Dear Ms. Robach

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An open letter to Good Morning America News Anchor and breast cancer “survivor,” 

Ms. Amy Robach

 

Dear Ms. Robach,

What a journey you have had recently. From what I read in the press, save the persistent chemobrain, you are feeling well. Congratulations! I am quite familiar with the challenges of treatment and surgery, and getting back to everyday life. It looks like nothing can hold you back!

It ends up we have quite a bit in common.

  • Like you, I was diagnosed young and on my first mammogram, when I was 35 years old.
  • Like you, I opted for bilateral mastectomy in hopes that my lobular disease might not occur in the healthy breast also. (You know, of course, that bilateral disease is most common in lobular breast cancer, which is what I have.)
  • Like you I underwent chemotherapy and tamoxifen (5 years was the standard back then).
  • Like you, chemobrain persists.

It seems we have some differences as well. Read the rest of this entry

What’s Your Story?

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readersdigest.co.in

We each have a story – the tale of our journey, with all of it’s twists and turns, ups and downs, peaks and valleys. When metastatic breast cancer enters the scene, lives usually take a dramatic shift.

Each year, as October rolls around, there is a frenzy of pink. Love it or hate it, it’s nearly impossible to avoid! Usaully the focus is “survivorship” and celebrating our “progress.” METAvivor is looking to shake things up a bit. We want to hear, and share, the stories of metastatic breast cancer – women and men, patients, caregivers and those who are living with the void of a loss from MBC. Whether you are a  writer or blogger, singer or songwriter, poet or painter, or just want to tell your tale, we welcome any submissions that can be shared on our blog. (500-800 words is probably the sweet spot, but who’s counting?) Please send us your submission by September 26 and we will include as many as we can. Please send them to: lori@metavivor.org.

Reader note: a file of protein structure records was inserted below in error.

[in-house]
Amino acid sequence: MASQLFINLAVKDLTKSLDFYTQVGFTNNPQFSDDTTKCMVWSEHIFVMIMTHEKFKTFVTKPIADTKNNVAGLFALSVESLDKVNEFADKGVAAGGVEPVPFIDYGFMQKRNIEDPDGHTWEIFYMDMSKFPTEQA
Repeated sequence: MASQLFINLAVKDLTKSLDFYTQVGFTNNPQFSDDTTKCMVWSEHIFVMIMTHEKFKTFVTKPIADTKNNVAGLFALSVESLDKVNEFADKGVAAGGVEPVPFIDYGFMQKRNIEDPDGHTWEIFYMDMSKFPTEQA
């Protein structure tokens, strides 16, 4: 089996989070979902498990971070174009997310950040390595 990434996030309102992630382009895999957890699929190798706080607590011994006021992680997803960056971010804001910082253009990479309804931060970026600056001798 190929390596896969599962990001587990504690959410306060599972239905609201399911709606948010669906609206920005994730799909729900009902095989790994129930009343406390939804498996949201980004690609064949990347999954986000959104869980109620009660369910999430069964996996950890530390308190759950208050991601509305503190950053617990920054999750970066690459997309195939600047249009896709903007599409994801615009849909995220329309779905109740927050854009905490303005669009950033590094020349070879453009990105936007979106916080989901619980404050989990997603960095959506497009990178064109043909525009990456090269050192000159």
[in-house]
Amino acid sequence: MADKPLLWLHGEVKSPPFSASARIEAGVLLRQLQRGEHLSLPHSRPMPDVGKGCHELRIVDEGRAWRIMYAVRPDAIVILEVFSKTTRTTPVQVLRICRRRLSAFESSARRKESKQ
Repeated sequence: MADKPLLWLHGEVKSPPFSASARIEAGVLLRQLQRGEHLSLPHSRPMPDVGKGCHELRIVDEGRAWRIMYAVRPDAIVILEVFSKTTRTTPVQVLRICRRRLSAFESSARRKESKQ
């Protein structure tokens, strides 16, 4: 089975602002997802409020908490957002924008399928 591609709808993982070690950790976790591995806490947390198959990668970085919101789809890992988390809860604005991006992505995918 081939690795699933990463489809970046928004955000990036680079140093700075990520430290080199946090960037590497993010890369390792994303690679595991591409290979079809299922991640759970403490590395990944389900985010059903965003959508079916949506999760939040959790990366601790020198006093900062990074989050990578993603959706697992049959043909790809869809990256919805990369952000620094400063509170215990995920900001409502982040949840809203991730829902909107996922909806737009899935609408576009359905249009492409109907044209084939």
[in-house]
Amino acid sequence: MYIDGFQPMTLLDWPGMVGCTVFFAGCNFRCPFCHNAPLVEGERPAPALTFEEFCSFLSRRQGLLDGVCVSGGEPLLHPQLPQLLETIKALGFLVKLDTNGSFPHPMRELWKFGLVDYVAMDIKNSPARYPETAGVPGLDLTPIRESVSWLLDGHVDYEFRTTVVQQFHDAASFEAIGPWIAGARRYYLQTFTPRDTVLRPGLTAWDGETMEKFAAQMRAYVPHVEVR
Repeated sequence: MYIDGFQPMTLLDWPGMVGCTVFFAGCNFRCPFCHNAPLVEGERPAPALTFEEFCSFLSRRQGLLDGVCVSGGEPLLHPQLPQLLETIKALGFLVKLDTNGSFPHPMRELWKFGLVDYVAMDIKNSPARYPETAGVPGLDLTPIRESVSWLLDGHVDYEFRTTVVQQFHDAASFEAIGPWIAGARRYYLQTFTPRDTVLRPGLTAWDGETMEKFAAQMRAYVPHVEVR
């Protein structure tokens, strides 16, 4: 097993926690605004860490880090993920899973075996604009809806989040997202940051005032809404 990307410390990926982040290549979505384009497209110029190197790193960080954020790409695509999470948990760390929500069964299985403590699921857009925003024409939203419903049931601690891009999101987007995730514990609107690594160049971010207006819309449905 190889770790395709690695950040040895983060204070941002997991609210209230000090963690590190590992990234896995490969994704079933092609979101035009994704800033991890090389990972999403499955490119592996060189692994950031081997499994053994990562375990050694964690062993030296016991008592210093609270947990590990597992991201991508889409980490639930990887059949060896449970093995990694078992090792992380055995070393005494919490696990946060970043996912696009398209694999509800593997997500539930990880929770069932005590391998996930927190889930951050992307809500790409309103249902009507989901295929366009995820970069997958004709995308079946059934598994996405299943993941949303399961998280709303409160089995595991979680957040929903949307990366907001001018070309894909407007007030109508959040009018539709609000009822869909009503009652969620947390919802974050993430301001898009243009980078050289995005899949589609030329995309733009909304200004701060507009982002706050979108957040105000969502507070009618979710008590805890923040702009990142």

So what’s your story?

Of Ice Buckets and Silent Patients

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Barbara Brenner, the first full-time Executive Director of Breast Cancer Action was a 2-time cancer survivor who died of ALS. Even when her voice was silenced by the disease, her writing continued to educate and inspire. She never stopped asking the tough questions, and persisted in her demand for answers. She is missed.

Even as our Facebook feeds rapidly fill with videos of some very cold people (as well as some Three Stooges-grade comedy), the controversy of the ALS Ice Bucket campaign is being challenged.

My take: people have done stranger things for a cause – buying and using carcinogenic products for “the cure” comes to mind. 

Wasting water? Some – yes, absolutely. But I’ve also seen friends stand in a pool and use pool water so that everything but what soaks their clothes is recycled.

Taking away from other charities? That could be. But if you didn’t know before, you probably do now – ALS is devastating. It is like dying from within. While your mind stays sharp, your body parts lose function – use of limbs, voice and even the ability to breathe are inevitable with this disease. I haven’t looked at the numbers in depth, but the ALS Association is well-rated and regardless, the needs of those living with ALS are most certainly worthy.

Are there better fundraising options? Probably. A campaign that will sustain the new funding levels would probably be the ideal option. And that may come. For now, the infusion of over $15.5 million dollars can, if used well, make a meaningful difference.

For me, here’s the biggest issue of all: while practically everyone has heard of Lou Gehrig’s disease, I fear too few of us knew what it was before the Ice Bucket Challenge began. Patients aren’t out and about much, and it’s easy to forget about them. Awareness and education, and helping ALS patients share their voice and their stories matters. It matters a great deal.

You probably know I’m not a huge fan of “awareness” campaigns – I do feel strongly that they need to be tied to action. As a person living with what is often referred to as a “bully disease,” I recognize that there are many levels of awareness. While we are all of breast cancer, inflammatory breast cancer, metaplastic breast cancer and metastatic breast cancer (to name a few), typically remain shrouded, and are not given the attention the severity of these diseases demand.